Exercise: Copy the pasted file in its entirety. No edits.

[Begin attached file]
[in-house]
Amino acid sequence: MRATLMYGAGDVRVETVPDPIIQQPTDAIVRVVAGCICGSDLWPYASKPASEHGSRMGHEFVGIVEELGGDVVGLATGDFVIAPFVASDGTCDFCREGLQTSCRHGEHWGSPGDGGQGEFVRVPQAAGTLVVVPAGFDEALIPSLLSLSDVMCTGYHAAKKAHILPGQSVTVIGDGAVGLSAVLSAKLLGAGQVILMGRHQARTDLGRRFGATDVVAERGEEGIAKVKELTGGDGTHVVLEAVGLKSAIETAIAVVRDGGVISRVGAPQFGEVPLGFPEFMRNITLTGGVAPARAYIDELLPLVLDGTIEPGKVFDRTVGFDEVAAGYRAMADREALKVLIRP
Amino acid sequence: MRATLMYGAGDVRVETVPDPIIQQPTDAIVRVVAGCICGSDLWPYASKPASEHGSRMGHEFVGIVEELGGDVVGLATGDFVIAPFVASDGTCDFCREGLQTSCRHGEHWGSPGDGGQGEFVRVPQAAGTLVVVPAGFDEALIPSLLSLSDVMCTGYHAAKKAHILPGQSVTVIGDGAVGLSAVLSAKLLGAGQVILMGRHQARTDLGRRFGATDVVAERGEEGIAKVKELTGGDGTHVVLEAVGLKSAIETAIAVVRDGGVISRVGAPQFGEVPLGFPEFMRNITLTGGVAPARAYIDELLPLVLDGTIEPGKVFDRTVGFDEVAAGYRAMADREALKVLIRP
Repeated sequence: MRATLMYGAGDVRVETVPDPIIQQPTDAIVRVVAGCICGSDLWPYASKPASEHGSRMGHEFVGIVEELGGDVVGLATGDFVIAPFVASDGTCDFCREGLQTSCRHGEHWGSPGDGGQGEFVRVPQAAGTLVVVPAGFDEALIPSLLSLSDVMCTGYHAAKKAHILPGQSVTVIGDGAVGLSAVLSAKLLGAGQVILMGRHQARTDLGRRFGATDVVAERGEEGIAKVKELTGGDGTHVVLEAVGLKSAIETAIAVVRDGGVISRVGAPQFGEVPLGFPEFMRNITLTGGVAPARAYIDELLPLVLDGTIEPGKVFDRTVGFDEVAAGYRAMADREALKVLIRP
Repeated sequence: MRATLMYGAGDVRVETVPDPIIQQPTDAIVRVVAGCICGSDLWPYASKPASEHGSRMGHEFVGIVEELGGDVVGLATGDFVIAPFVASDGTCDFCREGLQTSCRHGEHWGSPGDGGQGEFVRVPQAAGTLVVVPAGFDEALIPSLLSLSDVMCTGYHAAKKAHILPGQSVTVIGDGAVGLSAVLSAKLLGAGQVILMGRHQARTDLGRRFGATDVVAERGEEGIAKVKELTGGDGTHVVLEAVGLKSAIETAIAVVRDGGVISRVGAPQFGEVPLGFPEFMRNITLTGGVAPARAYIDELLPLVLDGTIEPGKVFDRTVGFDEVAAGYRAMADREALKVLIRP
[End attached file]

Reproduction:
[in-house]
Amino acid sequence: MRATLMYGAGDVRVETVPDPIIQQPTDAIVRVVAGCICGSDLWPYASKPASEHGSRMGHEFVGIVEELGGDVVGLATGDFVIAPFVASDGTCDFCREGLQTSCRHGEHWGSPGDGGQGEFVRVPQAAGTLVVVPAGFDEALIPSLLSLSDVMCTGYHAAKKAHILPGQSVTVIGDGAVGLSAVLSAKLLGAGQVILMGRHQARTDLGRRFGATDVVAERGEEGIAKVKELTGGDGTHVVLEAVGLKSAIETAIAVVRDGGVISRVGAPQFGEVPLGFPEFMRNITLTGGVAPARAYIDELLPLVLDGTIEPGKVFDRTVGFDEVAAGYRAMADREALKVLIRP
Amino acid sequence: MRATLMYGAGDVRVETVPDPIIQQPTDAIVRVVAGCICGSDLWPYASKPASEHGSRMGHEFVGIVEELGGDVVGLATGDFVIAPFVASDGTCDFCREGLQTSCRHGEHWGSPGDGGQGEFVRVPQAAGTLVVVPAGFDEALIPSLLSLSDVMCTGYHAAKKAHILPGQSVTVIGDGAVGLSAVLSAKLLGAGQVILMGRHQARTDLGRRFGATDVVAERGEEGIAKVKELTGGDGTHVVLEAVGLKSAIETAIAVVRDGGVISRVGAPQFGEVPLGFPEFMRNITLTGGVAPARAYIDELLPLVLDGTIEPGKVFDRTVGFDEVAAGYRAMADREALKVLIRP
Repeated sequence: MRATLMYGAGDVRVETVPDPIIQQPTDAIVRVVAGCICGSDLWPYASKPASEHGSRMGHEFVGIVEELGGDVVGLATGDFVIAPFVASDGTCDFCREGLQTSCRHGEHWGSPGDGGQGEFVRVPQAAGTLVVVPAGFDEALIPSLLSLSDVMCTGYHAAKKAHILPGQSVTVIGDGAVGLSAVLSAKLLGAGQVILMGRHQARTDLGRRFGATDVVAERGEEGIAKVKELTGGDGTHVVLEAVGLKSAIETAIAVVRDGGVISRVGAPQFGEVPLGFPEFMRNITLTGGVAPARAYIDELLPLVLDGTIEPGKVFDRTVGFDEVAAGYRAMADREALKVLIRP
Repeated sequence: MRATLMYGAGDVRVETVPDPIIQQPTDAIVRVVAGCICGSDLWPYASKPASEHGSRMGHEFVGIVEELGGDVVGLATGDFVIAPFVASDGTCDFCREGLQTSCRHGEHWGSPGDGGQGEFVRVPQAAGTLVVVPAGFDEALIPSLLSLSDVMCTGYHAAKKAHILPGQSVTVIGDGAVGLSAVLSAKLLGAGQVILMGRHQARTDLGRRFGATDVVAERGEEGIAKVKELTGGDGTHVVLEAVGLKSAIETAIAVVRDGGVISRVGAPQFGEVPLGFPEFMRNITLTGGVAPARAYIDELLPLVLDGTIEPGKVFDRTVGFDEVAAGYRAMADREALKVLIRP